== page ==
5. Rajesh Setty is my guide, mentor and a friend who leads by example. He just does not show the way, but walks the way. He helped me write my first book and encouraged me through a number of conversations thereafter. He is super-generous, thoughtful and inspiring. I am grateful for our connection.
  6. I am thankful to Lisa Haneberg, Becky Robinson and Mary Jo Asmus for their support and encouragement to my work. At various points in 2011, they connected via Twitter, emails and blog to extend help, inspiration and opportunities.
  7. John Hunter is a passionate improvement expert who shares profound insight and research on his blog “Curious Cat Management Improvement Blog”. He also features great thinkers on quality, leadership and lean related topics via his Management Improvement Carnivals.
  8. I am grateful to have known Dan McCarthy and learned a great deal about leadership and people management via his blog “Great Leadership”. Dan is also known as a host of Carnival of Leadership Development.
  9. Seth Godin is my hero. He wrote a profound book “Linchpin” (reviewed here). This year, he wrote “Poke the Box” and released several other master pieces at The Domino Project. I reviewed Poke the Box this year (with a one question interview with Seth Godin). I am cannot end my “thank you” list without a mention of this generous human being who is on a mission to instigate people to do great work and make a difference.

A blog exists because people read it. I wrote last year, “This blog is a skeleton, a tool. Whatever I write here is flesh and blood. But readers, i.e. YOU are the soul.“ So, thank you for reading and supporting QAspire Blog. I have enjoyed all the interactions with you via my posts, comments and interactions through Twitter and QAspire Facebook page.

Merry Christmas!

Gratitude – 2010

I am filled with gratefulness as I think about 2010 coming to an end. The reason I love blogging is that while I express myself, I meet some very interesting people – meet them through the words we write and through our passion of sharing ideas to make a small difference in the world we all live in.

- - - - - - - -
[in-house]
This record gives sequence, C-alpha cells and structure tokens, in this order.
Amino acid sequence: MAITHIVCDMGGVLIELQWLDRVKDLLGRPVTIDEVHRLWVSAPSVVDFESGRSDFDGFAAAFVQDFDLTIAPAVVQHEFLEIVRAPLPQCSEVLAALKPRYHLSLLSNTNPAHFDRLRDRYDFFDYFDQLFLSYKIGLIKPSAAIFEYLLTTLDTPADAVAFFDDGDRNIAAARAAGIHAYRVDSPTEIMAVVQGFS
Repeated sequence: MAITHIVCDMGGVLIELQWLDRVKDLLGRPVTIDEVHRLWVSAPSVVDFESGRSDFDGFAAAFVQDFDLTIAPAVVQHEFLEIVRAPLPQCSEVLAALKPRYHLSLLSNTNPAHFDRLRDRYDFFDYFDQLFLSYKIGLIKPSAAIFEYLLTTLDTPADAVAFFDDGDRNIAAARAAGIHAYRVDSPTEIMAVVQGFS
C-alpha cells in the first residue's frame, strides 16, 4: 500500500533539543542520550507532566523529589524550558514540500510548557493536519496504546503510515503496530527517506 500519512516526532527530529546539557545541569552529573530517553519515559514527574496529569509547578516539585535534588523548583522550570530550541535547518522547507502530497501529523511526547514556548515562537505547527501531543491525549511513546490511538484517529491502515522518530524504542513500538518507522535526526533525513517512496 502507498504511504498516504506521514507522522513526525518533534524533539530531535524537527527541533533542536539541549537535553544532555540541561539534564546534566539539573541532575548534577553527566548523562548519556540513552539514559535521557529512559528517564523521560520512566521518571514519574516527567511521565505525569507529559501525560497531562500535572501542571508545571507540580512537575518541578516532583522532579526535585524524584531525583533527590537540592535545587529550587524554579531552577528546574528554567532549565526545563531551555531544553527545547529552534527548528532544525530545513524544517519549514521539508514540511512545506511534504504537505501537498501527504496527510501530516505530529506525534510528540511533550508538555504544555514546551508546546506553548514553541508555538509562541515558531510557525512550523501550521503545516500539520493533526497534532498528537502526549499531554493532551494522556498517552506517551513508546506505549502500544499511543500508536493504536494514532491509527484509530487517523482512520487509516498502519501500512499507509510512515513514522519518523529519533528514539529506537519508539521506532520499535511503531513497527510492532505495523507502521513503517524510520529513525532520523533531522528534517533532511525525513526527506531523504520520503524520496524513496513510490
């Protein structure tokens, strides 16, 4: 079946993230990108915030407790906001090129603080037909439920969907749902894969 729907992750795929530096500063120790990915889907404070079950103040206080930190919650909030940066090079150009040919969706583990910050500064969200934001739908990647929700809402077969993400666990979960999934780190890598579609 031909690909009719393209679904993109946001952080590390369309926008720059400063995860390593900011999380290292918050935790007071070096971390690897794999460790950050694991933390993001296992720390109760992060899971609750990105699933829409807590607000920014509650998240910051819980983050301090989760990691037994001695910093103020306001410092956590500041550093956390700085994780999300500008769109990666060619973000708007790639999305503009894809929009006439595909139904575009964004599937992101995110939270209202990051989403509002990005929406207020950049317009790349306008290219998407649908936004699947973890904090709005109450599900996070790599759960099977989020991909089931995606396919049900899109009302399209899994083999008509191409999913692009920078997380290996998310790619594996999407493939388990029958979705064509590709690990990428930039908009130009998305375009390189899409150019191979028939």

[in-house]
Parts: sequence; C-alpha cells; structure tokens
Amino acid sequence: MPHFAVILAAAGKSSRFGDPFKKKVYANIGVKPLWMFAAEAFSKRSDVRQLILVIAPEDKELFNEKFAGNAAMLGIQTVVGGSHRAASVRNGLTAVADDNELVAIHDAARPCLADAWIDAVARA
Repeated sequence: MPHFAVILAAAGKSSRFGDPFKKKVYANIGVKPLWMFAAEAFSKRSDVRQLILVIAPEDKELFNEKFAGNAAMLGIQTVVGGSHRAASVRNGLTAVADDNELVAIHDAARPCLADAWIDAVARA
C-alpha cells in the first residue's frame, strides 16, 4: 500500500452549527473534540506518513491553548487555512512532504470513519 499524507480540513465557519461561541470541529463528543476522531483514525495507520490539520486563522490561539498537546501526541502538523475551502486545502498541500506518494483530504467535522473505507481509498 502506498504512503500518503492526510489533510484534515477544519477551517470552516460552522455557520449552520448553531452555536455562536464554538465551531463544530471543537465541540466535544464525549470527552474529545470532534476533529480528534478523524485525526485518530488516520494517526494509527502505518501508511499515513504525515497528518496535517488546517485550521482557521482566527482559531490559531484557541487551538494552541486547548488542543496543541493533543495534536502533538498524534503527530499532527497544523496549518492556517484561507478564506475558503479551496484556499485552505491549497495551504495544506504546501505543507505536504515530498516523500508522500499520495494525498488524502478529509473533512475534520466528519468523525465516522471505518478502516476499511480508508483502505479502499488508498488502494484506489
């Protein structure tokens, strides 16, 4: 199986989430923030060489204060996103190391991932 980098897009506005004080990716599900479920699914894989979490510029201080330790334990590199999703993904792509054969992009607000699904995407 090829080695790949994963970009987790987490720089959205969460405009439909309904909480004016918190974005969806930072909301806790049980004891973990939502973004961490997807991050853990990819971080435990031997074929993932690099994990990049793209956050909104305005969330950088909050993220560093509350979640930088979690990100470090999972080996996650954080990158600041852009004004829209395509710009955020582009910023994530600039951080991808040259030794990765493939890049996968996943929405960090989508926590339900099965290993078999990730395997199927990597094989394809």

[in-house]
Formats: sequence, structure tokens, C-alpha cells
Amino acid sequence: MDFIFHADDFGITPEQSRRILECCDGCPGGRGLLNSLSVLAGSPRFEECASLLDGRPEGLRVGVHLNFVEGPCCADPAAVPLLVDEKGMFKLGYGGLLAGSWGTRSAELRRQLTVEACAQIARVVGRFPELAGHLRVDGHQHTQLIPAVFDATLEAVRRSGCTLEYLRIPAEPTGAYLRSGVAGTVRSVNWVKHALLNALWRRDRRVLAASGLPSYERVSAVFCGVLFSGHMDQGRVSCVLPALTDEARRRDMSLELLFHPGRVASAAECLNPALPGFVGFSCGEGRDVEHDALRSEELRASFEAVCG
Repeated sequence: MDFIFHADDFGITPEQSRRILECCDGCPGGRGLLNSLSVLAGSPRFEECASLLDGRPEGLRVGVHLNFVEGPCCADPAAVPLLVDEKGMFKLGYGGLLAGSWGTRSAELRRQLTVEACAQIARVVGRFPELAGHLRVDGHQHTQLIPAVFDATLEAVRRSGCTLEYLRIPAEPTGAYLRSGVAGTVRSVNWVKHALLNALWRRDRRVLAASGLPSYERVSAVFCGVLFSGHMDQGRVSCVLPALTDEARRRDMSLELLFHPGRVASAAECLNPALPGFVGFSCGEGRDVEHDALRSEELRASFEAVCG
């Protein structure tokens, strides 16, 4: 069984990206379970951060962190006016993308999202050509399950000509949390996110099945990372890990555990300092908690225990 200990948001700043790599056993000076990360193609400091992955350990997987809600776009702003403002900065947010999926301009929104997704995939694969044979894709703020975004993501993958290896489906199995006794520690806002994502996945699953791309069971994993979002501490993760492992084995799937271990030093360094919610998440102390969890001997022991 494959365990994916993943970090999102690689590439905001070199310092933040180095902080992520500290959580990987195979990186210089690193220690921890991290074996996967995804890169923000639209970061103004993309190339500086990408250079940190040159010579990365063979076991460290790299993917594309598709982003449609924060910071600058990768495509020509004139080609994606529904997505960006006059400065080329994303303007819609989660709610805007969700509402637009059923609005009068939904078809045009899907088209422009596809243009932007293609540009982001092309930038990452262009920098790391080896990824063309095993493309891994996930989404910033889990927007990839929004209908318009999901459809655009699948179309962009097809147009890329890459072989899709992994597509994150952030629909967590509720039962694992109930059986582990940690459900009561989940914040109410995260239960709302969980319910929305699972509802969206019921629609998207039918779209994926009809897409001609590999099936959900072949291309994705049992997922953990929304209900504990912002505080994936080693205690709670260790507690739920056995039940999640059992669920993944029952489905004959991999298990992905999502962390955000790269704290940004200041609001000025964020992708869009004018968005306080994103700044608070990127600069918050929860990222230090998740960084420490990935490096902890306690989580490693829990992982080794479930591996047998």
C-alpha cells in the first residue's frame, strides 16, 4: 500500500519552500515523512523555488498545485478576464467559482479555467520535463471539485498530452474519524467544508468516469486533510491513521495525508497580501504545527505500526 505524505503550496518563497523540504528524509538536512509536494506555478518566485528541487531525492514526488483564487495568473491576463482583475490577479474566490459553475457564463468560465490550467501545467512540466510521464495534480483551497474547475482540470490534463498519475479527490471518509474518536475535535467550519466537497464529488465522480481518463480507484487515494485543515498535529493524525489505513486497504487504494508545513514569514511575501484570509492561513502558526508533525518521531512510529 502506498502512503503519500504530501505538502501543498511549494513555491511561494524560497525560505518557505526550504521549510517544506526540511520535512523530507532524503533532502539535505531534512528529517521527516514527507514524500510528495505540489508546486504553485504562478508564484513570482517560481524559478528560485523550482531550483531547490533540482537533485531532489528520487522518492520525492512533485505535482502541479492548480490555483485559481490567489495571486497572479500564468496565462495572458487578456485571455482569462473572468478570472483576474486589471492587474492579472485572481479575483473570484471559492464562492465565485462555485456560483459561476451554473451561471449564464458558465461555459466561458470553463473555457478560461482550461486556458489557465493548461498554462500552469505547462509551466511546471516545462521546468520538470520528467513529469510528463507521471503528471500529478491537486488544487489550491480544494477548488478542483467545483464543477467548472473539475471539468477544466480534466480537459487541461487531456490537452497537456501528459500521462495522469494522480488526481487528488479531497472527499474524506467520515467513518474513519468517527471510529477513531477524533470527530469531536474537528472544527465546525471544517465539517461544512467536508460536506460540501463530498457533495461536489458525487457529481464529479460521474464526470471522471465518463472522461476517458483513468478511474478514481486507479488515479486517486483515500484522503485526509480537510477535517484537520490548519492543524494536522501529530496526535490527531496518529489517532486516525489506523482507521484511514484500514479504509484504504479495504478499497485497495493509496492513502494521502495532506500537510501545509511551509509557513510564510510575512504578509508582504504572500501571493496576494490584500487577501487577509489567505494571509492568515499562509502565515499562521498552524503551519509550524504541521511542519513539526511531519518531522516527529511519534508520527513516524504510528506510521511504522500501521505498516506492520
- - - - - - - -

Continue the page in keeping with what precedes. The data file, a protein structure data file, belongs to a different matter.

I am thankful to my friends Rajesh Setty (for being my guide and mentor), to Lisa Haneberg, Phil Gerbyshak and Utpal Vaishnav (for being such cool friends), ActiveGarage team (for hosting series of my posts on Quality), Nicholas Bate (for his profound insights), Kurt Harden (for his generous mentions) and Michael Wade (Nicholas, Michael and Kurt are awesome threesome).

I am very proud to be a part of a wonderful community of leadership bloggers and am grateful to Dan McCarthy (for his insights and for hosting Leadership Development Carnival), to Mary Jo Asmus, Becky Robinson (be sure to check out her new blog) and Wally Bock.

John Hunter is a passionate improvement expert who shares some profound lessons on management, leadership, lean and Deming. Ivana Sendecka is a remarkable individual who is working really hard shipping inspiration and making a difference. Her blog is an interesting collection of thoughtful questions, experiences and stories that inspire. Thanks to both of them for enlightening and inspiring.

I know that the list is incomplete. It will run into pages if I list everyone who interact/make a difference via their  tweets, blog posts and videos (Just a stat: I have more than 220 amazing blogs in my feed reader)

This blog is a skeleton, a tool. Whatever I write here is flesh and blood. But readers, i.e. you are the soul. So, a BIG THANKS TO YOU for being an ardent reader/supporter of QAspire Blog. I have enjoyed all the interactions with you via my posts, comments and interactions through QAspire Facebook page. You validate me, correct me, inspire me and above all, allow me to be myself.

I wish you all a REMARKABLE 2011!